By Keri Rose. Living Room. Published at Monday, January 29th, 2018 - 20:37:23 PM.
More extensive living room remodeling projects may include structural changes. These can include changing windows and doors, replacing walls with ceiling beams to create an open concept, and refacing or replacing fireplaces. If your project includes these in-depth changes, you’ll need to research local building codes and permitting requirements. Changes that include electrical or plumbing work may require working with a licensed professional under special permits. If your interior changes impact your exterior design, also check with your homeowners association to ensure you are staying within regulations.
Wood cornices are one of the most classic window treatment ideas, but they are often overlooked as an option in contemporary homes because of their traditional nature. Used alone, however, cornices can create a sleek, modern look. Though they can be paired with curtains, stained or painted, wood boxes are perfect for the kitchen and bath, where fabric can succumb to water damage. These are best built by a skilled carpenter for a custom fit, so they can be expensive if you aren’t handy. Cornices hide curtain hardware and blend well with luxurious detailing, like crown molding, to give your home a gracious, regal look.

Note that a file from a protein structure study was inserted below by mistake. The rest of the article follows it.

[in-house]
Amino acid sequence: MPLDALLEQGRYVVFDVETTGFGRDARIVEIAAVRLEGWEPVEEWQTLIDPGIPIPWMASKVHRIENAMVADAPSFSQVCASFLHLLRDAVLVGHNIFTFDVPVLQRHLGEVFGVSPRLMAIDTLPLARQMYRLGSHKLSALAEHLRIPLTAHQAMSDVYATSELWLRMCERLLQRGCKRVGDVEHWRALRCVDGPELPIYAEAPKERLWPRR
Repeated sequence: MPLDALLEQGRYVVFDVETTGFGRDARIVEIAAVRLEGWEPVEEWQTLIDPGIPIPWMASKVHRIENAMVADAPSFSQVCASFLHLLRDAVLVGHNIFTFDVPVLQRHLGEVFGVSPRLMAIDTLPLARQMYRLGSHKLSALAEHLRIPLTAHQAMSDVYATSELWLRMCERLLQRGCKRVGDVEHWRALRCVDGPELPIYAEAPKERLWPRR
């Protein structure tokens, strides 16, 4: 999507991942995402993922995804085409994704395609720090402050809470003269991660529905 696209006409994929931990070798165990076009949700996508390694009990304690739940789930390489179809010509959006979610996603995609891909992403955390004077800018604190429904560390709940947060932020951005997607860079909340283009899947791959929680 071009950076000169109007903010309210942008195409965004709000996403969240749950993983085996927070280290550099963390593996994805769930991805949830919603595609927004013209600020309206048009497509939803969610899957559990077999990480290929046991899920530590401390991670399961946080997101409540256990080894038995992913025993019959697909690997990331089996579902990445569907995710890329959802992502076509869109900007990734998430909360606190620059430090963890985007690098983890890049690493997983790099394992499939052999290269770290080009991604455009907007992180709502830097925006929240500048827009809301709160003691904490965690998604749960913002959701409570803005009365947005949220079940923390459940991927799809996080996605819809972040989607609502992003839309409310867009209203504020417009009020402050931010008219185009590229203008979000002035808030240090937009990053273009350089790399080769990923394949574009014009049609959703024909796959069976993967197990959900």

A sectional. The cousin to the sofa is the sectional, as seen in this small-scale room. Sectionals usually take up more space, but when placed carefully, they can be very cozy. Notice how the rich color of this sectional anchors the otherwise ethereal scheme. One modern metal chair placed in the opposite corner is an extra seat for when company drops by. Essentially made up of two sofas placed perpendicular to each other, so that other upholstered furniture isn’t needed. As with sofas, sectionals come in various sizes. Two 84-in. (213-cm) sectional pieces together need a space that is 7 feet (213 cm) wide and 10 feet (305 cm) long, which is usually a significant portion of a room.
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